Radiotherapy Trumps Lymph Node Dissection in Breast Cancer

Roxanne Nelson

May 02, 2014

For breast cancer patients with a positive sentinel node, axillary radiotherapy (ART) might be a better option than surgery to remove the nodes because it is associated with less morbidity and fewer complications, according to new data.

The results come from a large international trial — dubbed AMAROS (After Mapping of the Axilla: Radiotherapy or Surgery?) — conducted in 4806 breast cancer patients randomized to either ART or axillary lymph node dissection (ALND).

One year and 5 years after treatment, lymphedema was less common in patients treated with ART than in those treated with either ALND or with both therapies.

These findings could change surgical guidelines and offer patients a better quality of life, said lead author Mila Donker, MD, from the Netherlands Cancer Institute and Antoni van Leeuwenhoek Hospital in Amsterdam. She was speaking at a press briefing held in advance of the American Society of Breast Surgeons (ASBS) 15th Annual Meeting in Las Vegas.

"The baseline surgical complication rate was, on average, 2.5 times higher in patients undergoing a lymph node dissection than in patients treated with radiotherapy to the axilla," Dr. Donker reported. "Lymphedema at 5 years was 2 times higher in patients treated with lymph node dissection than in those who received radiotherapy."

In the patients who received combination lymph node dissection and radiotherapy, lymphedema was 5 times higher than in patients who received radiotherapy only.

 
These data strongly support radiotherapy as the preferred treatment.
 

"These data strongly support radiotherapy as the preferred treatment," she said, and the combination of ART and ALND should, if possible, be avoided.

"We are doing fewer and fewer axillary dissections and we are trying to get away from axillary surgery because of the complication rate," said press briefing moderator Deanna Attai, MD.

"This is a nice demonstration that we do have alternatives to reduce local recurrence rates using radiation therapy, and showing that we can safely avoid surgery in some of these patients," she explained. Dr. Attai is a breast surgeon from Burbank, California, and chair of the communications committee and a member of the ASBS board of directors.

Findings from the AMAROS trial were presented last year at the annual meeting of the American Society of Clinical Oncology, as reported at that time by Medscape Medical News.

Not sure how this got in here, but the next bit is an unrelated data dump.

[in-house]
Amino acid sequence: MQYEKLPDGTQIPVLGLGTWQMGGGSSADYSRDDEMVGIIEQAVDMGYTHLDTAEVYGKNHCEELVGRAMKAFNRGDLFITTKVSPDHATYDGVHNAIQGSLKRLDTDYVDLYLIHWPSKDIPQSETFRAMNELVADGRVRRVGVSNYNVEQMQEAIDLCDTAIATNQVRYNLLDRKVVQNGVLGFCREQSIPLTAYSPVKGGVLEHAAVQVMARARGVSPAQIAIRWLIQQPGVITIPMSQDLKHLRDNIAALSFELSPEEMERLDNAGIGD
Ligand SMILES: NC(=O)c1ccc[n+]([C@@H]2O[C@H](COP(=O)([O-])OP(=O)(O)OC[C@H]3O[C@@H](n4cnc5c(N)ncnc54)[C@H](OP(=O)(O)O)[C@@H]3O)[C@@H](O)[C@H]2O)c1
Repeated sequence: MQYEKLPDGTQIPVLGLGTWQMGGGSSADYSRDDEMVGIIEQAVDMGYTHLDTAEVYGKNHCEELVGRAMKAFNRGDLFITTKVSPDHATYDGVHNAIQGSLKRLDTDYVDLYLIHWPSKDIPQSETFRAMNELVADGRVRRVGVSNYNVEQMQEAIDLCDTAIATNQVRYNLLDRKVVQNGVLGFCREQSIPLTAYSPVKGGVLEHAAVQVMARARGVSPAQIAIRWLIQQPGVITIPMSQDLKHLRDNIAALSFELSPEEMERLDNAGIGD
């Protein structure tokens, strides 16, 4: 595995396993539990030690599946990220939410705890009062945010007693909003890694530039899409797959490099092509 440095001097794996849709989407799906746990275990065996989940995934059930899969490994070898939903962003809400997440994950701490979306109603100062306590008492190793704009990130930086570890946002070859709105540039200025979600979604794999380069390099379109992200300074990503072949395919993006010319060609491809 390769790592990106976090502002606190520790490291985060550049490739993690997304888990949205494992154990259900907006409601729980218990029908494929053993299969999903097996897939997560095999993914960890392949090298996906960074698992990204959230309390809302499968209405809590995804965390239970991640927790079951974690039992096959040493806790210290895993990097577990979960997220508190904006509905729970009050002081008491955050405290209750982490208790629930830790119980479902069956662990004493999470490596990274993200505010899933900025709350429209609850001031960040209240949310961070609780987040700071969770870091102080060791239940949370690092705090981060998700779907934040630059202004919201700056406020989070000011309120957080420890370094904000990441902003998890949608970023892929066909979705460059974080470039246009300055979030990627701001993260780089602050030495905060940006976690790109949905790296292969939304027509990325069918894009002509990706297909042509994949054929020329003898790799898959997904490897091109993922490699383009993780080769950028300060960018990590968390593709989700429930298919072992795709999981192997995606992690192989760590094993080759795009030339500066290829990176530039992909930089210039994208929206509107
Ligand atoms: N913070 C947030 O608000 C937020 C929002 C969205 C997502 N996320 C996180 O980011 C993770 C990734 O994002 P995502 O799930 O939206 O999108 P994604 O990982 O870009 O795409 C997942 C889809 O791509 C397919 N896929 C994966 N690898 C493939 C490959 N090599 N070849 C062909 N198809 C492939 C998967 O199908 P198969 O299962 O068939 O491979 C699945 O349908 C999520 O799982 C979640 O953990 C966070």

At the ASBS press briefing, Dr. Donker explained the rationale for the study.

Sentinel node biopsy is standard for evaluating axillary lymph node status in cN0 breast cancer patients. If treatment is advised after a positive biopsy, ALND is currently the standard of care. Although patients can achieve excellent results with this treatment, it is associated with adverse events.

The AMAROS researchers set out to test the hypothesis that ART would give comparable regional control with a lower rate of adverse effects.

Of patients with positive lymph nodes, 744 were assigned to the ALND group and 681 to the ART group.

The 5-year recurrence rate was 0.43% in the ALND group and 1.19% in the ART group. "This difference did not reach statistical significance, and the trial was underpowered to reach the primary end point," said Dr. Donker.

Higher Rates of Complications and Lymphedema

Dr. Donker and colleagues found that the incidence of surgical complications (infection, hemorrhage, early edema, and persistent seroma) was significantly higher in the ALND group than in the ART group (23% vs 9%; P < .001). However, the incidence of paraesthesia of the arm was similar in the ALND and ART groups (10% vs 9%).

At 1 year, lymphedema was less common in patients treated with ART than with ALND (15% vs 25%; < .001) or with both therapies (15% vs 59%; P < .001).

At 5 years, lymphedema was less common in patients treated with ART than with ALND (10% vs 21%; < .001) or with both therapies (10% vs 58%; P < .001).

The independent risk factors for the development of lymphedema in the first year after therapy include treatment with ALND rather than ART (odds ratio [OR], 2.2), treatment with the combination rather than ART alone (OR, 7.6), a body mass index above 25 kg/m², premenopausal status, and treatment on the dominant side.

Dr. Donker noted that shoulder mobility decreased temporarily for women in both treatment groups, particularly during the first year. Patients who received more extensive ALND or specialized supraclavicular radiotherapy after surgery experienced a greater loss of mobility than those who received ART. However, at 1 year, women treated with less extensive ALND had better shoulder movement than those treated with ART.

American Society of Breast Surgeons (ASBS) 15th Annual Meeting. Presented April 30, 2014.

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